President Donald Trump at the White House on July 16. (Doug Mills/The New York Times)
Photo: DOUG MILLS
Photo: DOUG MILLS

Opinion: Toward that more-perfect union

The firestorm over Tweets telling American citizens to leave the country tells us that the nation has not yet attained the ideals of our founders, or leaders like MLK.

The hammer blows struck from within against American democracy’s bedrock are most always verbal and not physical. That doesn’t minimize their power for harm.

The most recent example of too many in this regard is President Donald Trump’s harmful Twitter attacks on four duly elected Congressional representatives. Make no mistake in seeing the president’s intent – it is to make a personal assault grounded in untruths and intended to disparage Constitutionally protected citizens’ rights. And, in a normal time, it would be hard to see as anything other than dangerous race-baiting at a perilous moment when race relations are already badly frayed.

The highest office in the land, if not the free world, should see far better than these divisive antics. Such low blows should be unacceptable to Americans of any political bent. And we should demand that those in leadership roles from any party behave in a manner that buttresses – and not cheaply batters – the Constitution they’ve sworn to uphold.

It is altogether fair and appropriate – even necessary, we’d argue – for Americans and their elected leaders to vigorously debate – and even attack – the ideas and policies of political foes. Much as courtroom arguments over evidence are intended to achieve a true and just verdict, sharp-edged political discussions over government’s programs and worldviews are designed to pressure-test ideas along the road toward making decisions and achieving results.

Doing so honors the America our founders envisioned. Cravenly and slyly Tweeting that four women in Congress should go back where they came from does not. Rather, it dishonors American ideals. And hearkens to a racist past we’ve worked hard to put behind us. What else can be said of schoolyard-bully taunts that willfully ignore that the four representatives, all women of color, are citizens – three of them born on U.S. soil. In law, custom and practice, they are as American as President Trump.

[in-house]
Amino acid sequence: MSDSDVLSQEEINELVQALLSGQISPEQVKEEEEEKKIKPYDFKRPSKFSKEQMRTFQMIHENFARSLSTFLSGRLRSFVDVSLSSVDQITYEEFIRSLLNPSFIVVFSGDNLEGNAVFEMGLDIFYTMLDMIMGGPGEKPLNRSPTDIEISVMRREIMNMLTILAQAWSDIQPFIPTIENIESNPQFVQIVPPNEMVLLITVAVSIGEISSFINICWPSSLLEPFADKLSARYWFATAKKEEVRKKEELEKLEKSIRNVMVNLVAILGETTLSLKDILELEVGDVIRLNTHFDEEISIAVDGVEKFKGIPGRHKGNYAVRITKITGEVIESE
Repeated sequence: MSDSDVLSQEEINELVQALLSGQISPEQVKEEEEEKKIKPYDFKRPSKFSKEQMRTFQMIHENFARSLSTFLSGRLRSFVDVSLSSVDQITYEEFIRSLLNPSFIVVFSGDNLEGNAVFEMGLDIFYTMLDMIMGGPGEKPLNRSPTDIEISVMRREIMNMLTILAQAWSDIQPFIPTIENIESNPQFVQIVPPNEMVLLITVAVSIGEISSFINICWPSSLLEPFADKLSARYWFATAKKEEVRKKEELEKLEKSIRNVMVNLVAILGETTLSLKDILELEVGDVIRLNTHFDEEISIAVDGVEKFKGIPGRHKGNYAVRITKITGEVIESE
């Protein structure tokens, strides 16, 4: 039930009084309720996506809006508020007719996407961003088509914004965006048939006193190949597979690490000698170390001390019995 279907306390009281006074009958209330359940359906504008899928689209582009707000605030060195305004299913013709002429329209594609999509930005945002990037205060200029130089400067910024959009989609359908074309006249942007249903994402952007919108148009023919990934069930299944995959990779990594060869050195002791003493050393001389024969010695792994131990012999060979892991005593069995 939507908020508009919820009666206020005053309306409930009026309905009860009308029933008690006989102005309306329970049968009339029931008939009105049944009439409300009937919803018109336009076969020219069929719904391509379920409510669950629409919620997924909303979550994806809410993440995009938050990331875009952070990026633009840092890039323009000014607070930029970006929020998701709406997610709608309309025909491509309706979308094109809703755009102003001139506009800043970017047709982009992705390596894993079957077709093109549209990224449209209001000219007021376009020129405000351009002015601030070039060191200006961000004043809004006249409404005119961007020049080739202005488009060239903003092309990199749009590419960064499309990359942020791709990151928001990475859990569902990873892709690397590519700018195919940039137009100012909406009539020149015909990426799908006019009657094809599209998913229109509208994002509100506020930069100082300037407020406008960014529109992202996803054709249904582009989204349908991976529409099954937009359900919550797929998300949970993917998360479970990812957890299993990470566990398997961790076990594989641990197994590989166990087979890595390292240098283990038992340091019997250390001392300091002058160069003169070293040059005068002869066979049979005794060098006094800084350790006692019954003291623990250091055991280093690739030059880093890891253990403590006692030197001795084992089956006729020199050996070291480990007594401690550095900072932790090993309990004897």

We’ll acknowledge here that this newspaper’s Editorial page, in recent years, has stayed largely clear of Washington’s antics. We’ve chosen to focus our efforts and opinions closer to home. In that vein, this editorial is not about illegal immigration or any other specific policy issue, even though it and other important matters are overdue for bipartisan Congressional action.

That said, as metro Atlantans and Americans ourselves, we are part of a unique legacy and history here that has, in the past, helped usher America toward a better place. We believe that experience can still offer important insights to an angry, divided nation.

Atlanta, and Georgia, have more than once triumphed over similarly rancorous, earlier times. After the Confederacy’s misguided attempt of 150 years ago to maintain slavery under the guise of states’ rights, Atlanta set about rebuilding our city as soon as the guns of the Civil War fell silent after the South’s surrender. This newspaper’s Henry Grady was a leading spokesman of that effort.

A century later, Atlantans showed the world a just path through the struggles of the Civil Rights Movement. We gave birth to Rev. Martin Luther King Jr., who engineered a peaceful route toward change, even amidst bloody attacks against those pushing for the freedom, dignity and equality of full participation for all in the evolving experiment that is America. Atlantans of all colors and creeds backed these efforts, publicly and sometimes privately.